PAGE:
The reasons why are obvious. Usually the accuser is an ex-spouse, or someone else who has a close—but unhappy—personal relationship with the defendant. Falsely accusing someone of deprivation of custody or visitation is the perfect way to get revenge or to gain leverage in a divorce or custody proceeding.

The good news is that experienced criminal defense attorneys have definitely seen this kind of thing before. They can help you sort out fact from fiction and make sure the prosecutors—and, if it comes to that, the jury—find out what really happens.

4. Penal Code 278.5 and Related Offenses

California crimes that are closely related to PC 278.5 deprivation of child custody include:

4.1. Penal Code 278 child abduction

Child abduction under Penal Code 278 PC is very similar to Penal Code 278.5 PC deprivation of custody. The only major difference is that Penal Code 278 child abduction can only be charged against people who do not have a right to custody of the child.35

To give examples that illustrate the difference between child abduction and deprivation of custody:

  • A divorced parent with joint custody of a child who fails to return the child to the other parent at the appointed time will be charged with Penal Code 278.5 child detention; but
  • A non-custodial grandparent who picks a child up from school against the parent's wishes and does not return him/her will be charged with Penal Code 278 child abduction.
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Child abduction carries slightly steeper penalties than deprivation of custody.

Child abduction is a wobbler with similar penalties to deprivation of custody. The only difference is that the potential felony sentence for child abduction is longer: two (2), three (3) or four (4) years.36

4.2. California kidnapping laws

Some people might casually refer to deprivation of custody as “kidnapping”—but in fact California kidnapping laws cover very different behavior.

The legal definition of kidnapping is:

  1. Moving another person (of any age) a substantial distance;
  2. Without that person's consent;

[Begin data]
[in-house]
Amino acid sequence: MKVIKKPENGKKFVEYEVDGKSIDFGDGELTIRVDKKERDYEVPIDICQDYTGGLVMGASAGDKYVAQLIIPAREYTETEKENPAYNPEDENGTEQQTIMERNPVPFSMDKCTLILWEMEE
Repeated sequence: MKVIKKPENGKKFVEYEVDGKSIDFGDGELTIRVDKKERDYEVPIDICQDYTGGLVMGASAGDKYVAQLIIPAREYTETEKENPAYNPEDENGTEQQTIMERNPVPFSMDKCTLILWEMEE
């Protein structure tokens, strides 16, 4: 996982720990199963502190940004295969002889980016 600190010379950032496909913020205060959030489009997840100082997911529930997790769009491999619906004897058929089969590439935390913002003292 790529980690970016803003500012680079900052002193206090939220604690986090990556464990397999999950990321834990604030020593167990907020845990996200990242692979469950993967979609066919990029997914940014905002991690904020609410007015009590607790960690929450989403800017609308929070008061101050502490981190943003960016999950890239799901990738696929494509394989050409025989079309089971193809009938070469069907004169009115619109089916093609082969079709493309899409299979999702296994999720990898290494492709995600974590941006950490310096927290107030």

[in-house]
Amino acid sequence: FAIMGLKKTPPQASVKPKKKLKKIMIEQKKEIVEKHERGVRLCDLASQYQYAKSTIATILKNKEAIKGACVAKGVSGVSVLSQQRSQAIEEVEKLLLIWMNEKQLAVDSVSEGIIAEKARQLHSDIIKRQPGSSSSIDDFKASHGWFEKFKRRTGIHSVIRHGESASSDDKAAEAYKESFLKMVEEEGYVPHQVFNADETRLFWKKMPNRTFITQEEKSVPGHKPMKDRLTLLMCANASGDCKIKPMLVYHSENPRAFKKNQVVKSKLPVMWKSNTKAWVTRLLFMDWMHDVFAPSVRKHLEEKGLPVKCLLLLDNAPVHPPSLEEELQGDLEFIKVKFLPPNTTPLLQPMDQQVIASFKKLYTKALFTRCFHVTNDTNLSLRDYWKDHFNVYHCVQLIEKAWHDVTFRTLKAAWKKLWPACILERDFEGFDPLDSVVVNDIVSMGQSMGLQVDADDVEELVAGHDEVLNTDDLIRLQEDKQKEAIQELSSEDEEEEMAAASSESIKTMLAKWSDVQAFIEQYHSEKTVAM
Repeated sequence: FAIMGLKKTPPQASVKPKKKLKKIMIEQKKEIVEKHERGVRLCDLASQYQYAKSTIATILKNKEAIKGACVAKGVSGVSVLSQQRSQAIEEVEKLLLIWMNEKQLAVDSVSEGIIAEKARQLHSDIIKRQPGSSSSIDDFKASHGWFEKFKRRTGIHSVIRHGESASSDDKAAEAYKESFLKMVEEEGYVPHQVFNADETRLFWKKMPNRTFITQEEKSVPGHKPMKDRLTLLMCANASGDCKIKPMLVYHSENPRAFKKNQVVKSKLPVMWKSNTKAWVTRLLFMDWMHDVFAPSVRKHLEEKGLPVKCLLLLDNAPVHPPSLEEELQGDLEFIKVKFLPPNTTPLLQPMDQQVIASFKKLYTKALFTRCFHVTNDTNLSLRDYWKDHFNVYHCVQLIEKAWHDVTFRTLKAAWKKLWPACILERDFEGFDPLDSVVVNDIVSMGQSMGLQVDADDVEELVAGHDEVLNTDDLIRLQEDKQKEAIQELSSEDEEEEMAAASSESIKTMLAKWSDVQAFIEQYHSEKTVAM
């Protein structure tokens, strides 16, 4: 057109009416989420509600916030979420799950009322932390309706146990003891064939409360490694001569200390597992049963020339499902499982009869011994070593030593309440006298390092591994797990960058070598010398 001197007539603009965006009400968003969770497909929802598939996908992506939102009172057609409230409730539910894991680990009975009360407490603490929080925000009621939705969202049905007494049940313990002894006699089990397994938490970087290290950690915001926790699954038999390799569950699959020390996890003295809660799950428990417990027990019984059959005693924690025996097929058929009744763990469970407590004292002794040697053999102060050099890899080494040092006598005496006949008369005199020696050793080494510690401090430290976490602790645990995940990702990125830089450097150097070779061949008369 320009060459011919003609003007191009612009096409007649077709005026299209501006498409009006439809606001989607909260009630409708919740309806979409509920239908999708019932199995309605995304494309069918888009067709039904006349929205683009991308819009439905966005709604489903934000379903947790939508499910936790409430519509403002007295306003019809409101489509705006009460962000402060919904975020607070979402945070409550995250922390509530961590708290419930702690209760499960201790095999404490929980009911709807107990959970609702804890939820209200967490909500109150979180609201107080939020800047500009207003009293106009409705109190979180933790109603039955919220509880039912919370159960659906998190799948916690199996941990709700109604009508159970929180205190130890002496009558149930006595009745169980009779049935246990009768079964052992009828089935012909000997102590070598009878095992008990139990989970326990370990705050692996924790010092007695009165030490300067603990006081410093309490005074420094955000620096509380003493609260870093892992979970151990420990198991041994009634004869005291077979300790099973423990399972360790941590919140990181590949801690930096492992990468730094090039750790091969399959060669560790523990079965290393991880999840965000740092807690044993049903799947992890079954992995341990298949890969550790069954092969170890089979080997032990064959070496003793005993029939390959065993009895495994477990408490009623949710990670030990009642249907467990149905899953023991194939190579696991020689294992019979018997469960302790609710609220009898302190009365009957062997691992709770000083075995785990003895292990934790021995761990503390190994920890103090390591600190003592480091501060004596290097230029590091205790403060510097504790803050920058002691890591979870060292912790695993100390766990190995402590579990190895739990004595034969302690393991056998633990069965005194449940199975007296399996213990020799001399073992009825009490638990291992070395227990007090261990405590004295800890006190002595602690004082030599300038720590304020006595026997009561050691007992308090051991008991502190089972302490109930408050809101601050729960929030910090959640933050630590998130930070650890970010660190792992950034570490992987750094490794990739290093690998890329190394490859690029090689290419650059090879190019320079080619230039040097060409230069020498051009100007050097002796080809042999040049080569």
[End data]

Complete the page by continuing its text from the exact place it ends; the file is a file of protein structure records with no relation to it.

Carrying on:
3. By use of force or fear.37

In contrast, deprivation of custody does not need to involve force or fear—and can even take place with the child's consent.38

Kidnapping is a felony. It is punishable by three (3), five (5) or eight (8) years in California state prison —or as many as eleven (11) years in prison if the victim is a child under 14 and the defendant is not his/her biological or adoptive parent.39

Call us for help…

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For questions about the crimes of Penal Code 278.5 PC deprivation of child custody or visitation rights, or to discuss your case confidentially with one of our California criminal defense attorneys, do not hesitate to contact us at Shouse Law Group.

We have local criminal law offices in and around Los Angeles, San Diego, Orange County, Riverside, San Bernardino, Ventura, San Jose, Oakland, the San Francisco Bay area, and several nearby cities.

You may also find helpful information in our related articles on Penal Code 278 PC The Crime of Child Abduction; California Laws on Possession of Heroin; California Laws on Domestic Abuse; Legal Definition of a California Wobbler; Legal Definition of a Misdemeanor in California Law; Legal Definition of a Felony in California Law; Common Legal Defenses to California Crimes; California Child Endangerment Penal Code 273a PC; Penal Code 261.5 Statutory Rape; Federal Wire Fraud; Misdemeanor (Summary) Probation in California; Felony (Formal) Probation in California; California's Realignment Program AB 109; Sentencing Hearings in California Criminal Law; What to Do if You Have a California Arrest Warrant; California Theft Crimes; Penal Code 487 PC California Grand Theft Law; California Spousal Battery Penal Code 243(e)(1) PC; California Criminal Jury Trials; and California Kidnapping Laws.

Legal References:


1 Penal Code 278.5 PC – Deprivation of custody of child or right to visitation; punishment. (“(a) Every person who takes, entices away, keeps, withholds, or conceals a child and maliciously deprives a lawful custodian of a right to custody, or a person of a right to visitation, shall be punished by imprisonment in a county jail not exceeding one year, a fine not exceeding one thousand dollars ($1,000), or both that fine and imprisonment, or by imprisonment pursuant to subdivision (h) of Section 1170 for 16 months, or two or three years, a fine not exceeding ten thousand dollars ($10,000), or both that fine and imprisonment. (b) Nothing contained in this section limits the court's contempt power. (c) A custody order obtained after the taking, enticing away, keeping, withholding, or concealing of a child does not constitute a defense to a crime charged under this section.”)